Last Thursday Arlene Foster put that charge to bed by taking a principled and politically lonely stand against Boris Johnson's deal when all she had to do was ask for money.

That degrading pot of gold charge was everywhere on Twitter and even surfaced in more august publications. George Parker in The Financial Times spoke of the DUP "haggling" over money with Boris Johnson.

But the charge of money-grabbing surfaced most crudely on the Pat Kenny TV debate last Wednesday.

Commenting on the deal, Liam Halligan of The Daily Telegraph said: "The DUP can be bought off, everybody knows that."

His barb was greeted with evident enjoyment by a studio audience that seemed to mostly represent only one political tradition.

Taking his cue from the crowd, Michael Harding went further, baiting the decent media innocent, Jim Wells MLA, and telling us the DUP were "intellectually retarded".

This predictably got him a round of applause for the wrong reasons from the wrong people.

Even The Irish Times was not immune, wrongly telling us there would be a financial package as a "sweetener for the DUP".

Let me turn from that sordid scene to name a few people who behaved well on media in the past week:

First comes Miriam O'Callaghan, followed by Tommie Gorman, Matt Cooper, Ivan Yates. Kate O'Connell also reached out on The Tonight Show when Diarmaid Ferriter said he had no sympathy whatsoever for the DUP.

How could any Irish republican not have sympathy with Arlene Foster, who saw her father crawl into their farmhouse covered in blood and the driver of her school bus targeted in an IRA bomb attack?

Suppose positions were reversed, and we were a Roman Catholic minority of a million in a small Catholic region, on a partitioned island with a Protestant Free State on the other side of the border.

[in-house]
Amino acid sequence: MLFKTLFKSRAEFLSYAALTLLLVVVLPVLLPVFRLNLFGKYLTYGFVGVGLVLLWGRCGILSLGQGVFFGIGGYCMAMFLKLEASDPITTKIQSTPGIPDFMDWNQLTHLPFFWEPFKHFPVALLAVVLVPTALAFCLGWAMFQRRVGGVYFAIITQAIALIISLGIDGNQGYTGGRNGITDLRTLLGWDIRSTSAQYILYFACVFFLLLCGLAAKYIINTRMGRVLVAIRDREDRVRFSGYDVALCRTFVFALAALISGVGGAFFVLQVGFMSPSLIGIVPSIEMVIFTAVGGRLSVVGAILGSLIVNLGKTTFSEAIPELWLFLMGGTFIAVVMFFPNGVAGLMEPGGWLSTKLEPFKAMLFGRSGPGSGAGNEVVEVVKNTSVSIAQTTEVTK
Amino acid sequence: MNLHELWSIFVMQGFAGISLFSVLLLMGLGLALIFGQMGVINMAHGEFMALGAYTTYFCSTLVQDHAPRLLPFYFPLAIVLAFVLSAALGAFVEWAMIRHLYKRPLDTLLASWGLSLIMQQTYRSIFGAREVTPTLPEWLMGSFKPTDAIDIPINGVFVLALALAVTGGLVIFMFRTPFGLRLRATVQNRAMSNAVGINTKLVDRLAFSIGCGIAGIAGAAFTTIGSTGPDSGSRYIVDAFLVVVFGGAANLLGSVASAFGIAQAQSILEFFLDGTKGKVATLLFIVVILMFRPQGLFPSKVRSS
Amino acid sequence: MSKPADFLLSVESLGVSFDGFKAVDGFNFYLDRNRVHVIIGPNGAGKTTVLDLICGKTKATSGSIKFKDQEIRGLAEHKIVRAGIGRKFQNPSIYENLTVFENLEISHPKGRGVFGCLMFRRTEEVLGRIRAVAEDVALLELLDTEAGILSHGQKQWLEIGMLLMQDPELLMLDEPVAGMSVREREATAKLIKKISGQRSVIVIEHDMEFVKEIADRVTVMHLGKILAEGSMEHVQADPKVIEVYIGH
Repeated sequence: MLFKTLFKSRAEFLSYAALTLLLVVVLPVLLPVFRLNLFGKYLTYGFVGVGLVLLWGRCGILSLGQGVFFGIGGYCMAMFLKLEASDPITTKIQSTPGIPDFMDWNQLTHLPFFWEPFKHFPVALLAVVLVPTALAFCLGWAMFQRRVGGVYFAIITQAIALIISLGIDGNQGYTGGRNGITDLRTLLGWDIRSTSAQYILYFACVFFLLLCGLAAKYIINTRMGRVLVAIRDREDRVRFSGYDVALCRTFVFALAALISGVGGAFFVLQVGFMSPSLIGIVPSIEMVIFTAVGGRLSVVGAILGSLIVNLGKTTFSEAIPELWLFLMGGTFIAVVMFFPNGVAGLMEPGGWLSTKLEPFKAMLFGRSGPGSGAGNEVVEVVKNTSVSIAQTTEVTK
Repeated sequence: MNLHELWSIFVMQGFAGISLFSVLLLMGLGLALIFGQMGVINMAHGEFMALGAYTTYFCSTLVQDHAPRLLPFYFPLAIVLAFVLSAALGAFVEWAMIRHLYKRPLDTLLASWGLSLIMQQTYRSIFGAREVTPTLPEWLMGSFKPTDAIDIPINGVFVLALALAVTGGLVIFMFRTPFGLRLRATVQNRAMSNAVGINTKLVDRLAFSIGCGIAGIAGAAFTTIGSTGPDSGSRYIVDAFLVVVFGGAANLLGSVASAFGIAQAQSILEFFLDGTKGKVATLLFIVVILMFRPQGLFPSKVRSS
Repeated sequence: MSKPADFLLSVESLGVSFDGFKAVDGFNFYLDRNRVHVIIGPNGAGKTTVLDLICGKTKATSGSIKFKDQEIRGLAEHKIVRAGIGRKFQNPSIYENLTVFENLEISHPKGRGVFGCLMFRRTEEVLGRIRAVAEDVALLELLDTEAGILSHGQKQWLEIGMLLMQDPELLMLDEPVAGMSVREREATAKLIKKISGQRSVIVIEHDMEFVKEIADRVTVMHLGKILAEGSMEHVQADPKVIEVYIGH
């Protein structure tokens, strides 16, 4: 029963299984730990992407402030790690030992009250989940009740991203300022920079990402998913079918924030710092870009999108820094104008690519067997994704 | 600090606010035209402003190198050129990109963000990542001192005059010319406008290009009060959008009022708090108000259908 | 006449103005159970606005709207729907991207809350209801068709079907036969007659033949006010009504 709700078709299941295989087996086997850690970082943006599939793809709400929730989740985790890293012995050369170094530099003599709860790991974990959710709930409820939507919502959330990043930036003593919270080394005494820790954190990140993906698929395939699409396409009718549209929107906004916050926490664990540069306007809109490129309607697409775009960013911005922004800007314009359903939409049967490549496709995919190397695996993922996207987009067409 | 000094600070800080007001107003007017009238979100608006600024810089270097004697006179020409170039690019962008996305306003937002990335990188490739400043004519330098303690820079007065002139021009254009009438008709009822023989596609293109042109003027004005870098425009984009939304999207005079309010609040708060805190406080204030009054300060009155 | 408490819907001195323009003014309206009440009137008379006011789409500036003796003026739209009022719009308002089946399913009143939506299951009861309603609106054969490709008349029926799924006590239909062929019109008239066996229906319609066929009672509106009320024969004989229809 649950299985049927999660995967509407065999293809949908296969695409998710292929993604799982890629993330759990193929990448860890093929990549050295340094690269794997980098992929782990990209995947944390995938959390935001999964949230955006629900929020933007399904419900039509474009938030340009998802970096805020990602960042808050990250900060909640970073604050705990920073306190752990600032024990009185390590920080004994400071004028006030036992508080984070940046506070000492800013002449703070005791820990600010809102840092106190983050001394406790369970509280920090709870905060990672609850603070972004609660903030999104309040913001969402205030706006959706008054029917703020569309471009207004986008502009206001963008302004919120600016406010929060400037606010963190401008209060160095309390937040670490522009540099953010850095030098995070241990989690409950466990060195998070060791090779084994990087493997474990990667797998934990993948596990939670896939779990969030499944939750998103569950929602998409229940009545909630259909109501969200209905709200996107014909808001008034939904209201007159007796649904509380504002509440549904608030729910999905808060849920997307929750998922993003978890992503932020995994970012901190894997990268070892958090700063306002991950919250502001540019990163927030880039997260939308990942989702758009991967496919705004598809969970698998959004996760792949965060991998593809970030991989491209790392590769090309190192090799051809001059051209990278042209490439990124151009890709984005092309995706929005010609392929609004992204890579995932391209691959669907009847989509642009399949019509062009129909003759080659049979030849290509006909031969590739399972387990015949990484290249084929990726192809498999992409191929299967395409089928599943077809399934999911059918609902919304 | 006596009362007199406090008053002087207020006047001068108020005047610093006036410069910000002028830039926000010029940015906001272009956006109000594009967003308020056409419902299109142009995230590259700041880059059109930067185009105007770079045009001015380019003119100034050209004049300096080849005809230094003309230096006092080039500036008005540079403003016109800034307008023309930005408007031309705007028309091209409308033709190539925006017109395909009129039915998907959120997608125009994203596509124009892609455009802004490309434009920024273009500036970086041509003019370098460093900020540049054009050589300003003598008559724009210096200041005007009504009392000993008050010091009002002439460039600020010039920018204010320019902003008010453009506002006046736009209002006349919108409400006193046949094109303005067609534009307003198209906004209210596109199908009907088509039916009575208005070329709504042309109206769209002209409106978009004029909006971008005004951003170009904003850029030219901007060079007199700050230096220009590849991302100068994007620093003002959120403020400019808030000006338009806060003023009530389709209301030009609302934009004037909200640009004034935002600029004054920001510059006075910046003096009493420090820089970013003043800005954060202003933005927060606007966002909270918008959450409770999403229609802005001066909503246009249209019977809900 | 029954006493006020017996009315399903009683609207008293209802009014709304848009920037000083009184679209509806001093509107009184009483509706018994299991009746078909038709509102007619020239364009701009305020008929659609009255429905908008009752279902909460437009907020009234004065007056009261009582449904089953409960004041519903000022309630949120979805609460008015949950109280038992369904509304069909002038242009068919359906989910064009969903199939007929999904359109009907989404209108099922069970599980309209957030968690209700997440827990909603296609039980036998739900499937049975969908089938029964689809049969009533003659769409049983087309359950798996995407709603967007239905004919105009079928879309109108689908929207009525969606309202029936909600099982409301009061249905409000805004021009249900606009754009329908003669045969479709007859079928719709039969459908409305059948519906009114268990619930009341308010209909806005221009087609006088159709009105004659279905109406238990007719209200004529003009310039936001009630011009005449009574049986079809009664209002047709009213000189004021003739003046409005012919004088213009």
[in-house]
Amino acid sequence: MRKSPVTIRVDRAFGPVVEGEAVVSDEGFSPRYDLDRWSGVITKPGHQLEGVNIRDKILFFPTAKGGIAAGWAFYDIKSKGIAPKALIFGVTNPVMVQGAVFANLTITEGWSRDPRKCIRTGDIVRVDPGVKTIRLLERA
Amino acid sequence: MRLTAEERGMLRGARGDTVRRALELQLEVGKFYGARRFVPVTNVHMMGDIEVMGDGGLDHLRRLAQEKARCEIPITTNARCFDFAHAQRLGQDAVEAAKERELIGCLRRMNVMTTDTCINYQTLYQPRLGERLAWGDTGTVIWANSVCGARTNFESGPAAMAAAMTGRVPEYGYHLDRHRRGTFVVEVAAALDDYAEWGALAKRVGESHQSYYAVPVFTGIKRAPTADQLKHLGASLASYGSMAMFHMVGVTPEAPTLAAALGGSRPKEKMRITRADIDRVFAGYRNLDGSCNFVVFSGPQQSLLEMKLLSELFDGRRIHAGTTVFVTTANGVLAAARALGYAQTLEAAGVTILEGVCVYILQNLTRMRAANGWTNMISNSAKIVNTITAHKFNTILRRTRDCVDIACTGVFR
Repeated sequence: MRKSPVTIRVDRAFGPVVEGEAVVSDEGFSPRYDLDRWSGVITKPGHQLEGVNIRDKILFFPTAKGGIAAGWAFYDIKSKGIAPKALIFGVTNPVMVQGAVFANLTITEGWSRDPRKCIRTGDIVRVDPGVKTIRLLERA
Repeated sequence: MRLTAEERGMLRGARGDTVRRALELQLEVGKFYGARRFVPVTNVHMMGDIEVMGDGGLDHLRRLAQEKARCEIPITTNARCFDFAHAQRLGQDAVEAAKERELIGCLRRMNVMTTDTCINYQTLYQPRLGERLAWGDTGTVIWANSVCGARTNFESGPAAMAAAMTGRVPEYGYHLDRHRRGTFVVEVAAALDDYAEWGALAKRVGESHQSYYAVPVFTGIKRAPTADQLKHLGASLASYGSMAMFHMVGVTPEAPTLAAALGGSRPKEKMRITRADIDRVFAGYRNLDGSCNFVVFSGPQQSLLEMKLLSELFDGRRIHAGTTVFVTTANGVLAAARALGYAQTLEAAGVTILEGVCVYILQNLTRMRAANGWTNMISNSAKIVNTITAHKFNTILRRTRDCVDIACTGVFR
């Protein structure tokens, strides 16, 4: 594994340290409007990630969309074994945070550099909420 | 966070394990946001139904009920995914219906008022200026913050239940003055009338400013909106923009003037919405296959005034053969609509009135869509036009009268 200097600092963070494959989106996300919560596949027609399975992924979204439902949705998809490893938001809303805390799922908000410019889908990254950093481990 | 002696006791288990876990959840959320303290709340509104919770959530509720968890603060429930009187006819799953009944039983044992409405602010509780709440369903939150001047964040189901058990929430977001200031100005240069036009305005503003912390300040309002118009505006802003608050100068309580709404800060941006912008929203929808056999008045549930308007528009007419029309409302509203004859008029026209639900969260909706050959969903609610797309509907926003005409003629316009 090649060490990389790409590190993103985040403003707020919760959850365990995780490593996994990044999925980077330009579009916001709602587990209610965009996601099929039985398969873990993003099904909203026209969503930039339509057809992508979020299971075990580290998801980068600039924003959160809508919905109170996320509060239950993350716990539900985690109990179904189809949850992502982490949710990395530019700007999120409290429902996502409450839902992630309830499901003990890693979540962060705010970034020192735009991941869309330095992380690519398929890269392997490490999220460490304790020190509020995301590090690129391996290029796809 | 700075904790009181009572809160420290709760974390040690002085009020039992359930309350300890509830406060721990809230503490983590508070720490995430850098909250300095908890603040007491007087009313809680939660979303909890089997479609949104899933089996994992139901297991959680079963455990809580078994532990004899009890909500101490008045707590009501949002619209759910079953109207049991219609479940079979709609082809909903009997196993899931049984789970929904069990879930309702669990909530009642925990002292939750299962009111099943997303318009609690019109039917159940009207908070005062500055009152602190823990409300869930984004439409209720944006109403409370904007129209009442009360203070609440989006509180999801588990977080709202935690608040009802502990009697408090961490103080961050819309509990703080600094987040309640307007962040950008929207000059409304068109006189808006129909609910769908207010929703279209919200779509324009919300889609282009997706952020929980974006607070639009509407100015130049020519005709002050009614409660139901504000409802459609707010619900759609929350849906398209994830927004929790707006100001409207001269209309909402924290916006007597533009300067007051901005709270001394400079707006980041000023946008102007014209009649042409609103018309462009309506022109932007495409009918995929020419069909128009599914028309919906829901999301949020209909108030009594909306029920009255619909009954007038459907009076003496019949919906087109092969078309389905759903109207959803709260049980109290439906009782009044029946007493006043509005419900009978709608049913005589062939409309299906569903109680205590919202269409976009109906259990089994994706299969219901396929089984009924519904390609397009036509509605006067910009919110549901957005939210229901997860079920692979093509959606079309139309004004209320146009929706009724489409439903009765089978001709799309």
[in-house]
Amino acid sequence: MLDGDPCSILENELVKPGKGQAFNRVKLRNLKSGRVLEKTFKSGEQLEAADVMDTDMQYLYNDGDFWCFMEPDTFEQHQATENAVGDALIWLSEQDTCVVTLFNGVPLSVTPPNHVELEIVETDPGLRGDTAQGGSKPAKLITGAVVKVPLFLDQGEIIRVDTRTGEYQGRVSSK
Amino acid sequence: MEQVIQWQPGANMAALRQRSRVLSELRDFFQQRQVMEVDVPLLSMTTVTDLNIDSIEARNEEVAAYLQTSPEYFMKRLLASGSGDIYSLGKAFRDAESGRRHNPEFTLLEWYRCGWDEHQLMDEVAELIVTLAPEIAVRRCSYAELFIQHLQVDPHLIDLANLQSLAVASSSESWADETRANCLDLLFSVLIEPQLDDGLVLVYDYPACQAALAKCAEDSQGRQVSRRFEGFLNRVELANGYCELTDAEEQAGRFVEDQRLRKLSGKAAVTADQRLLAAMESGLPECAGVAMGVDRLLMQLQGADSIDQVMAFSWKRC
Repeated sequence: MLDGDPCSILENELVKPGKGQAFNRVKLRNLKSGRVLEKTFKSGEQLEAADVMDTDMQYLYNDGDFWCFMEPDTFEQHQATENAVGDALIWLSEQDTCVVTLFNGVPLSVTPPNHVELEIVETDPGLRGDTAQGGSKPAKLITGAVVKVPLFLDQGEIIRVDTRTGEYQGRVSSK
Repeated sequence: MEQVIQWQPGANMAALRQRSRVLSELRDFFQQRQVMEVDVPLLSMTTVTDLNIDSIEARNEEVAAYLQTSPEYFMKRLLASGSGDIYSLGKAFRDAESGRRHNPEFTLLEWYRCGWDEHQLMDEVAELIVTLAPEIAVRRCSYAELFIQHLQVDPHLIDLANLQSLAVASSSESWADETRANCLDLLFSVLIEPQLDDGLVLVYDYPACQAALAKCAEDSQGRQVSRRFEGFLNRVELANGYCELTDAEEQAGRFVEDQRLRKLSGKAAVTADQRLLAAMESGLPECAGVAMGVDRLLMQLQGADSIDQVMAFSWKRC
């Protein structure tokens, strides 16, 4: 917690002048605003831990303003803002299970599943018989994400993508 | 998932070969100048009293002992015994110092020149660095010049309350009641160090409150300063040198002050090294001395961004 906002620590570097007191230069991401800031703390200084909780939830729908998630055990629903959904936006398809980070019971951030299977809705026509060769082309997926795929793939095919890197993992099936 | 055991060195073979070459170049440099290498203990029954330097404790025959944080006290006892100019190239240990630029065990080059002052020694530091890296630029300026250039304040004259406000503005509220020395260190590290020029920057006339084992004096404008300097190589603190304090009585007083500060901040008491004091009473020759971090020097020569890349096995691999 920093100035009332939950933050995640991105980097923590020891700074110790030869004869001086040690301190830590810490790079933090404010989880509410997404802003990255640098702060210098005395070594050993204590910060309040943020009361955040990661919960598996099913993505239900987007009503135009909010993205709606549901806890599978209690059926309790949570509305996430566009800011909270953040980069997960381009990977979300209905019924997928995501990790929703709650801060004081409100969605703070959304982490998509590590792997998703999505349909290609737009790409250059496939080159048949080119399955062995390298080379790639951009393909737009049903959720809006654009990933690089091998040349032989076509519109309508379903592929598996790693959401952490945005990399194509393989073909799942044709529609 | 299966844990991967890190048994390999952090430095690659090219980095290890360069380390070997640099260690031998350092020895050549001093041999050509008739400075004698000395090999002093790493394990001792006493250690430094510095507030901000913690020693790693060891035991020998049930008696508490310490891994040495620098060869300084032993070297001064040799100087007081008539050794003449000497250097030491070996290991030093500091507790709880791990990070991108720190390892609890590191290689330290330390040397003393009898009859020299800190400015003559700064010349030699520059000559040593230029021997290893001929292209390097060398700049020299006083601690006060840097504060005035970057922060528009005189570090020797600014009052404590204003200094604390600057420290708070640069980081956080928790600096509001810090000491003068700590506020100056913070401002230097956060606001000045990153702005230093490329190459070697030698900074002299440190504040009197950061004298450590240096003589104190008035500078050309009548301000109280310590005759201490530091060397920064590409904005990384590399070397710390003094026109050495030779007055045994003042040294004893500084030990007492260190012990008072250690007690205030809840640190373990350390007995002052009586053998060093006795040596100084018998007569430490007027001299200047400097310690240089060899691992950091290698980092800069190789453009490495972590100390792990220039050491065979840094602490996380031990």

Suppose the Protestants, with a majority on the island, began to butcher our fathers and brothers.

Can you imagine how bitter our memories would be?

Given our capacity for self-pity I am certain we would not have been as willing to reach out, as Jeffrey Donaldson has repeatedly done.

By now most unionists oppose Boris Johnson's deal. But their technical objections are only products of a more fundamental fear.

Ian Acheson, a native of Co Fermanagh, movingly outlined these fears in The Spectator, which is worth quoting from at length.

"The fact that unionism on the frontier is usually missing from the Brexit story is in large part due to a ruthless and cynical IRA campaign that attacked vulnerable and isolated Protestant communities there and decimated them.

"Professor Henry Patterson in his book, Ireland's Violent Frontier, views this campaign in the 1970s to mid-90s as a form of targeted ethnic cleansing, designed to force Britain to negotiate with Sinn Fein.

"This onslaught against a community of people - often settled in border regions for longer than white people have been in North America - resulted in the British Government establishing permanent border Army posts to try to halt the slaughter."

In defending the DUP from the tribal trolls of Twitter, media and academe, I still have confidence in the fundamental decency of ordinary Irish people.

The Irish Times poll last Monday showed that nearly half those polled wanted a compromise on the backstop.

This reflects a feeling I repeatedly encountered in conversations all over Ireland during the summer: most Irish people don't like permanent bad blood between the peoples of Britain and Ireland. Our lives are entwined.

But they are equally entwined with our Northern Protestant neighbours.

Today, the Orange Lily and Easter Lily are dying in sour sectarian soil.

The task of republicans, no matter how often rejected, is to find better ground for these fragile flowers.